Information about how the gray market works has always been murky. Industry people say it's the unauthorized sale of components. But who exactly is doing that selling? And who is doing the buying? Well, that's what makes it gray. It sounds like every link in the supply chain contributes to the gray market at some point, in some way, including OEMs, contract manufacturers, independent distributors, and even authorized distributors.
Now Xilinx is shining a spotlight on the inner workings of the gray market. In December, it sued Flextronics International, accusing the contract manufacturer of "fraudulent and unfair business practices." The complaint, filed in the Santa Clara Superior Court of California, says Flextronics misrepresents whom it was purchasing Xilinx parts for. Specifically, Flextronics falsely claims to be buying for a preferred Xilinx customer, meaning one that Xilinx sells to at a lower price based on the high volumes of chips the customer buys each year, the complaint said. The suit also claims Flextronics over-orders components for preferred customers. Then Flextronics sells those parts to a different company at a higher price and pockets the difference, making "large, wrongful profits at Xilinx's expense," the complaint read.
Flextronics wouldn't comment on the suit, but a spokesperson sent a statement saying it is "committed to complying with all the laws and regulations in every jurisdiction where we operate, [and] deeply committed to operating with the highest standards of ethics and integrity."
The suit also charges Flextronics purchases gray market and counterfeit Xilinx devices from unauthorized distributors and resells them to Xilinx customers. In addition, Xilinx accuses Flextronics of making unauthorized sales of Xilinx chips to "unknown purchasers in Asia" without obtaining export licenses, a violation of US export control laws and possibly creating a threat to US national security. (Xilinx chips are used in advanced aerospace and defense systems.)
The examples Xilinx gives of how it discovered the alleged fraudulent activity reveal how the gray market works. Last June, it noticed large discrepancies between sales forecasts and consumption levels for two customers, Airvana Network Solutions and Checkpoint Systems, and so started analyzing Flextronics' purchasing history. It found that Flextronics had purchased about 60,000 more Xilinx parts than indicated by the sales forecast of Airvana, which was a preferred customer and thus got a price of $7. Meanwhile, Xilinx confirmed that Checkpoint -- which was not a preferred customer and thus paid $11.50 for the same part -- had about 40,000 more Xilinx parts in stock than its order history indicated. When asked, Checkpoint confirmed it had purchased the additional parts from Flextronics. Tellingly, Flextronics had previously asked Xilinx for a price quote on an order for 40,000 of these parts for Checkpoint, but had never placed the order, the complaint said.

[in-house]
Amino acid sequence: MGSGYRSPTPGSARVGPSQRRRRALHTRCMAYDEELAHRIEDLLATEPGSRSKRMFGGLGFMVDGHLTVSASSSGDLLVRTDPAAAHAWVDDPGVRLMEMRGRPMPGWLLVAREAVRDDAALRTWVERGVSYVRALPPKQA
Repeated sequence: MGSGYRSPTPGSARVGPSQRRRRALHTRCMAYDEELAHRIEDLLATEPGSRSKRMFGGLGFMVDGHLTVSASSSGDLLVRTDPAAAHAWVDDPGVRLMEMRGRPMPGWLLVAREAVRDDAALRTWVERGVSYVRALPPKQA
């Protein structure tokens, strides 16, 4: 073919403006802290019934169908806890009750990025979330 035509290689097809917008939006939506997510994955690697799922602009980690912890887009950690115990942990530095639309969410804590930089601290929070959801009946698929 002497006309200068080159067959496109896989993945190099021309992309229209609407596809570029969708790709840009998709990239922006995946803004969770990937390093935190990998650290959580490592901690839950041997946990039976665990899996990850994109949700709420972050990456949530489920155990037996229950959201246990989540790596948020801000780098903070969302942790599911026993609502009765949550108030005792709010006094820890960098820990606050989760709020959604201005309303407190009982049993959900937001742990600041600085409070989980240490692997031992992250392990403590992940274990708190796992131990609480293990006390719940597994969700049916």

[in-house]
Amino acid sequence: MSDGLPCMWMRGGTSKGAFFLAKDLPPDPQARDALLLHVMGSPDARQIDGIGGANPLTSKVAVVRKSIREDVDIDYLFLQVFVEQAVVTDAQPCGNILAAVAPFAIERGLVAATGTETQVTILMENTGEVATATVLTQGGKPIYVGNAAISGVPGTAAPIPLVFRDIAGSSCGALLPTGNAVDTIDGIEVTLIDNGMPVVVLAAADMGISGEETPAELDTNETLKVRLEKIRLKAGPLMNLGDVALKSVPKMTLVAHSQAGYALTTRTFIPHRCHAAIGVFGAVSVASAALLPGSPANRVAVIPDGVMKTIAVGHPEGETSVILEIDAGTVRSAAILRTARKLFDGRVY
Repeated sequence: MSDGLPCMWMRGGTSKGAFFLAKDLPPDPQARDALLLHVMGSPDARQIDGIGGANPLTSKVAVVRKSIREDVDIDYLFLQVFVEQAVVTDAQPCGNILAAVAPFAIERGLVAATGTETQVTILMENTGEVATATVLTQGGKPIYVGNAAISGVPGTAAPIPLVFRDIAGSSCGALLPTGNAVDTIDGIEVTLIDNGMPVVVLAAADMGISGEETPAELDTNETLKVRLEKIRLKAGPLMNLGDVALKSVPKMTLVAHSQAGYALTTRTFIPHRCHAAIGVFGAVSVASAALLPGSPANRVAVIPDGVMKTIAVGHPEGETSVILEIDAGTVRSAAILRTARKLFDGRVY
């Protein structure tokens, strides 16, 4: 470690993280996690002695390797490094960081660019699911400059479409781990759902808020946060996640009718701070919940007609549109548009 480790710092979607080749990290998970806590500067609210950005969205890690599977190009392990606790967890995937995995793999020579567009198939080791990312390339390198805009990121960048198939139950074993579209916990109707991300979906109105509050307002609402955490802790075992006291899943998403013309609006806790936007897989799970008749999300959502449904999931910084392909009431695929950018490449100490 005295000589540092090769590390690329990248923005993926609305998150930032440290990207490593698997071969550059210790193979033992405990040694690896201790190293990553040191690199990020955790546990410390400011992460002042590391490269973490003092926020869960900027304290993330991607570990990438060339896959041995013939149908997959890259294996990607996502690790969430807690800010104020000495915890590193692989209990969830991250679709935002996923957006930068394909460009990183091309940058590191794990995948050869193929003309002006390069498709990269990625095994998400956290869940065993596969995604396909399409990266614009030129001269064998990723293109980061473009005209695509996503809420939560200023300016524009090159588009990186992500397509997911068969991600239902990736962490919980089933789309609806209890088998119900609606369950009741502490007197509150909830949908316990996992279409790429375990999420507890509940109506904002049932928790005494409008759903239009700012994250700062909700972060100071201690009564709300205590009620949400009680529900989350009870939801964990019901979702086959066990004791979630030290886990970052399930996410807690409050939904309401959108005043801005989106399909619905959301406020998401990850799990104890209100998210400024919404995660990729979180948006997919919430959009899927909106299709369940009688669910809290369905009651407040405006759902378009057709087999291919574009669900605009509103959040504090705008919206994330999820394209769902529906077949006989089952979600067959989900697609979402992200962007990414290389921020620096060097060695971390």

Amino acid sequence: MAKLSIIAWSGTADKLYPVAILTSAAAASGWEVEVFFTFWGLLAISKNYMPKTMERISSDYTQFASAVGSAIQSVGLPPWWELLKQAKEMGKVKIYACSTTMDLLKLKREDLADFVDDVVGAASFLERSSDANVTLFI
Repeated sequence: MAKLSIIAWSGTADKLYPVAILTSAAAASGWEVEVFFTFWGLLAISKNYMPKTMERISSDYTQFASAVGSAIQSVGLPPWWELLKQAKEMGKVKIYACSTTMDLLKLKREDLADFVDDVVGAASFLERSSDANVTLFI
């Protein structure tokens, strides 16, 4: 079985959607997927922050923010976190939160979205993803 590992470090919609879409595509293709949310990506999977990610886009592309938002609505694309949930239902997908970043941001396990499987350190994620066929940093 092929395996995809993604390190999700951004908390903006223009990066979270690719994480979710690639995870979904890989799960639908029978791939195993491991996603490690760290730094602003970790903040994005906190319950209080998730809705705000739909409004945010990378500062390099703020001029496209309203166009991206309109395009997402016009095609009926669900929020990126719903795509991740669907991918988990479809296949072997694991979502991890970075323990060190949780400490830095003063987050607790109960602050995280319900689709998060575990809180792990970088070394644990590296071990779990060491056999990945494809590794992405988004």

A second example, however, is less convincing. Flextronics notified Xilinx when a part purchased for Ericsson failed Flextronics' quality testing. When the part number on the failed part didn't match with the parts Xilinx sent to the distributor (Arrow Electronics), Xilinx investigated further.
Xilinx then tested the part itself and found it to be a lower-quality Xilinx part that had been relabeled as high performance. The complaint says that Xilinx confirmed that Arrow had shipped the right parts to Flextronics, and so concludes that "it was at Flextronics that the device was switched with a defective and remarked chip in order to permit Flextronics to make a higher profit from selling to Ericsson. Flextronics then sold the original, authorized Xilinx chip to an unauthorized customer for an even more substantial profit." A lot of that seems conjecture, without much evidence to back it up in the complaint.
Finally, the suit charges something that seems incredible: that Flextronics has designed its cost procurement system to make it impossible to trace the origin of parts. The contract manufacturer has eight to 10 unauthorized distributors that scour the gray market for low-performance Xilinx chips to switch for the higher-priced devices in customer products, the suit claims. Xilinx charges that Flextronics' procurement system masks these purchases and deliveries.
If this lawsuit goes to trial, even more of the machinations of the gray market might be revealed. I hope it does. Someone needs to turn on the lights in this dark area of the supply chain.